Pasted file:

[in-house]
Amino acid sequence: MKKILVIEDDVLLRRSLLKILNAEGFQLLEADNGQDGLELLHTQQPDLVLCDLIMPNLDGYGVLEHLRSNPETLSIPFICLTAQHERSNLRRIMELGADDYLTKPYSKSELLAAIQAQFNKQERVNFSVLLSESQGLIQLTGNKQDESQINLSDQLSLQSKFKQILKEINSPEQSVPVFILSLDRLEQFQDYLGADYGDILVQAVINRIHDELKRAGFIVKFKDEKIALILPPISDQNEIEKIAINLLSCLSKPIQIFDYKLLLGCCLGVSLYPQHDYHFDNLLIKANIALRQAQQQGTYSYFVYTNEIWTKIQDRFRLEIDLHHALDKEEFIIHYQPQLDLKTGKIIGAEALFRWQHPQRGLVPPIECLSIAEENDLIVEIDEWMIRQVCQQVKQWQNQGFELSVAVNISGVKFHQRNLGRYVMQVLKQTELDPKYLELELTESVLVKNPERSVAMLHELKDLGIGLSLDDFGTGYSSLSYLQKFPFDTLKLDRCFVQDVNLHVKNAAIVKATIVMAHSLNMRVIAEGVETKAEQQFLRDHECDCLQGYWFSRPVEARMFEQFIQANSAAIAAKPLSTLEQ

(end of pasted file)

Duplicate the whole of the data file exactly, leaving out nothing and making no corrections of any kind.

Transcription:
[in-house]
Amino acid sequence: MKKILVIEDDVLLRRSLLKILNAEGFQLLEADNGQDGLELLHTQQPDLVLCDLIMPNLDGYGVLEHLRSNPETLSIPFICLTAQHERSNLRRIMELGADDYLTKPYSKSELLAAIQAQFNKQERVNFSVLLSESQGLIQLTGNKQDESQINLSDQLSLQSKFKQILKEINSPEQSVPVFILSLDRLEQFQDYLGADYGDILVQAVINRIHDELKRAGFIVKFKDEKIALILPPISDQNEIEKIAINLLSCLSKPIQIFDYKLLLGCCLGVSLYPQHDYHFDNLLIKANIALRQAQQQGTYSYFVYTNEIWTKIQDRFRLEIDLHHALDKEEFIIHYQPQLDLKTGKIIGAEALFRWQHPQRGLVPPIECLSIAEENDLIVEIDEWMIRQVCQQVKQWQNQGFELSVAVNISGVKFHQRNLGRYVMQVLKQTELDPKYLELELTESVLVKNPERSVAMLHELKDLGIGLSLDDFGTGYSSLSYLQKFPFDTLKLDRCFVQDVNLHVKNAAIVKATIVMAHSLNMRVIAEGVETKAEQQFLRDHECDCLQGYWFSRPVEARMFEQFIQANSAAIAAKPLSTLEQ